I have written about low bone mineral density in infants and the high incidence of probable intrauterine rickets before.
I also reported on a prospective cohort study of vitamin D and stress fractures in adolescents.
Recently, Doctors Winzenberg and Jones of the Menzies Research Institute Tasmania in Australia reviewed the literature on vitamin D and bone health in children and adolescents.
Here’s a quick breakdown on what they found. First, on vitamin D deficiency:
- Vitamin D deficiency is common in children from most countries and some studies show the prevalence of vitamin D deficiency is higher in late adolescence.
- In a review of 186 cases of rickets in the USA, 83% were in Blacks and 96% were in breast-fed infants. Only 5% of breast-fed rachitic children received vitamin D supplementation.
On fractures, bone mass and osteoporosis:
- Childhood fractures are common, as common as fractures in young to middle age adults, and low bone mineral density is a risk factor for childhood fractures.
- Low peak bone mass is as important as later bone loss in the development of osteoporosis. Estimates of the age at which peak bone mass is reached vary widely, but studies have shown that 80–90% of peak bone mass is reached in the late teenage years.
- Computer models have reported that a 10% increase in peak bone mass would delay the onset of osteoporosis by 13 years.
- In two studies of forearm fractures of African American children in Washington D.C, 59% were vitamin D deficient (<20 ng/ml); the majority (58%) of forearm fractures resulted from minor trauma, and 25(OH)D levels were slightly but significantly (47% vs. 41%) more likely to be deficient (< 20 ng/ml) in children with fractures.
- The infants of adolescents consuming vitamin D enriched dairy products four times a day had better new born total body calcium scores than did pregnant adolescents consuming the same amount of calcium as supplements. However, this does not prove it was the vitamin D; milk may have nutrients, other than vitamin D and calcium that maintain bone.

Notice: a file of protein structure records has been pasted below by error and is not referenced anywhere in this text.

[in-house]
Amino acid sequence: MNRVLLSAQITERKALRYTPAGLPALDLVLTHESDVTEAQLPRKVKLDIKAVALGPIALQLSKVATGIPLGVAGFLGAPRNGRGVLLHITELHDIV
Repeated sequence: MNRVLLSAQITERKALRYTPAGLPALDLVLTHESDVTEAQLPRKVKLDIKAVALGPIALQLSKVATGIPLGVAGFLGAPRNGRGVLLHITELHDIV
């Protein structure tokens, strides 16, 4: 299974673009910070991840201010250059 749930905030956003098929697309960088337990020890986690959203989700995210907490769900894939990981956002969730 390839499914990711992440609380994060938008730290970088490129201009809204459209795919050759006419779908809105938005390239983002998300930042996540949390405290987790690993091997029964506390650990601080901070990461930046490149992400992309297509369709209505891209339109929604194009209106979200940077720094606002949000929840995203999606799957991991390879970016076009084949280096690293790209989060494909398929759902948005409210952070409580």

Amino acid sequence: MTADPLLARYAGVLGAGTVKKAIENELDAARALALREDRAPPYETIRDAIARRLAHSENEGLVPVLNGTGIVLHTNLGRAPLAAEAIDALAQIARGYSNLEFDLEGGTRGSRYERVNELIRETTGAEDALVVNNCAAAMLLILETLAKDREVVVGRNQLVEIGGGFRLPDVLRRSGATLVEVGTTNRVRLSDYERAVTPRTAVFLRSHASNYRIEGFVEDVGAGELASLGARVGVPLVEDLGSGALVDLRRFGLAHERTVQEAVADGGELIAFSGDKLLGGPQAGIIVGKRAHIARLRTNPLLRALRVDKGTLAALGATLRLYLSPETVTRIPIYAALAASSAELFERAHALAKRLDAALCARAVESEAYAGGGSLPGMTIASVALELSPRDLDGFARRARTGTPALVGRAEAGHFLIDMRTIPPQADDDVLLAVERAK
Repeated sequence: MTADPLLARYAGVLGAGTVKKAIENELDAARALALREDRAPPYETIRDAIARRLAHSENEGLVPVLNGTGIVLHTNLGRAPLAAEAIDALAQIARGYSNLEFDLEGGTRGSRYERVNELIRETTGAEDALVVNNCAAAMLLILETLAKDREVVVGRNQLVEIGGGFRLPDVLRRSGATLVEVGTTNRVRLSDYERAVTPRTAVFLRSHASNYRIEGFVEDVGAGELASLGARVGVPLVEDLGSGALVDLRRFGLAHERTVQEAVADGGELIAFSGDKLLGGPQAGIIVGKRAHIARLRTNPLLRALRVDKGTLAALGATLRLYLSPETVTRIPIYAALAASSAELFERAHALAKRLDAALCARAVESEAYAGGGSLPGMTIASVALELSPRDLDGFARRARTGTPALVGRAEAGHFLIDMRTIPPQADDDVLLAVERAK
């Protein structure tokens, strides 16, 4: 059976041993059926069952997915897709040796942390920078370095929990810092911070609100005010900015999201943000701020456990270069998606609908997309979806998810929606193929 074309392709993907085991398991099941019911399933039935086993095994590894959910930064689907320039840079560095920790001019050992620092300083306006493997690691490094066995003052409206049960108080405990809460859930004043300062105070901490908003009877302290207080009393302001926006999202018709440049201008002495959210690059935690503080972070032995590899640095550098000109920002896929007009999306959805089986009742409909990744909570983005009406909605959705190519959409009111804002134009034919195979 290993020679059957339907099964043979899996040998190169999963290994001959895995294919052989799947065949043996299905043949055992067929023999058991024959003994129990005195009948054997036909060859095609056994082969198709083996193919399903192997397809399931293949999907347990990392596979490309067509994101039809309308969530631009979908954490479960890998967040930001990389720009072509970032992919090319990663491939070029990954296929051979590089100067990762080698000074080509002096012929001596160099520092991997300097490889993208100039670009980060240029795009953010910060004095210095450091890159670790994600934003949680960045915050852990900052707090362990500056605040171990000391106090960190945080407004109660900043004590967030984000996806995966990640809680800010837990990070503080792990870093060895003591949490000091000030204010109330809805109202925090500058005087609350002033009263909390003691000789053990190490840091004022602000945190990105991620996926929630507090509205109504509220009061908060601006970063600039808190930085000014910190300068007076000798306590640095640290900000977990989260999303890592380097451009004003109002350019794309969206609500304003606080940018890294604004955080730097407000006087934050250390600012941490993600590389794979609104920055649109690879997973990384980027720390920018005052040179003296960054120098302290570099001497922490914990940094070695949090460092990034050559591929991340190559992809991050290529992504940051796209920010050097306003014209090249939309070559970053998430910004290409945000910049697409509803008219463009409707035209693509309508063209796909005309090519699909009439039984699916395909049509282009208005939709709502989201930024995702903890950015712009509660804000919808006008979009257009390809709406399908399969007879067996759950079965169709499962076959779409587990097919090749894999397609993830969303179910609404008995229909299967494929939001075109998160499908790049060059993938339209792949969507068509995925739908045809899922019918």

- In a study of 198 children, maternal vitamin D levels were slightly but negatively associated with children’s bone mineral content at age 9 (p = 0.03) respectively.
Surprisingly, most studies show that that vitamin D supplementation has little or no effect on bone mineral content of breast-fed infants. As breast milk is almost always low in vitamin D, there must be something in breast milk that protects the bones.
Similar to the recent USPSTF’s recommendations in older adults, a Cochrane meta-analysis of six randomized controlled trials showed low daily doses of vitamin D had little effect on bone mineral density in children or adolescents.
In my opinion, this may be because bone is high on the list of what Doctors McCann and Ames call the triaging ability of the body to route nutrients to those functions required for short-term lifesaving functions. Bone is probably maintained at relatively low vitamin D levels because bone serves as a reservoir for the calcium needed to maintain blood calcium levels, which, if not done, may result in immediate death. I wrote about something similar in 2006, using a mountain pool analogy.
Think of vitamin D as contained in a mountain lake with streams and pools beneath the lake. Only if the “maintain serum calcium and the bone reservoir of calcium” uppermost lake is full does vitamin D flow over to fill up lower pools, such as the “prevent autoimmune diseases” pool lower down on the mountain. Thus higher blood vitamin D levels will be required to prevent autoimmune diseases than to maintain serum calcium and bone calcium. That is, the functions of a nutrient are restricted during shortage and those functions required for short-term survival take precedence over those that prevent chronic disease.
The authors conclude,
“From the perspective of bone health, the role of vitamin D in preventing rickets is clear and it is also clear that there is great potential to improve bone outcomes through maintaining adequate vitamin D levels throughout childhood and perhaps even in utero. However, the evidence base to date is limited, particularly for interventions in pregnancy and infancy. Robust evidence to accurately quantify the effectiveness of supplementation is lacking at all stages of childhood. The available data suggest that benefits are likely to be maximized by targeting children with vitamin D deficiency, and this population should be a focus of future research.”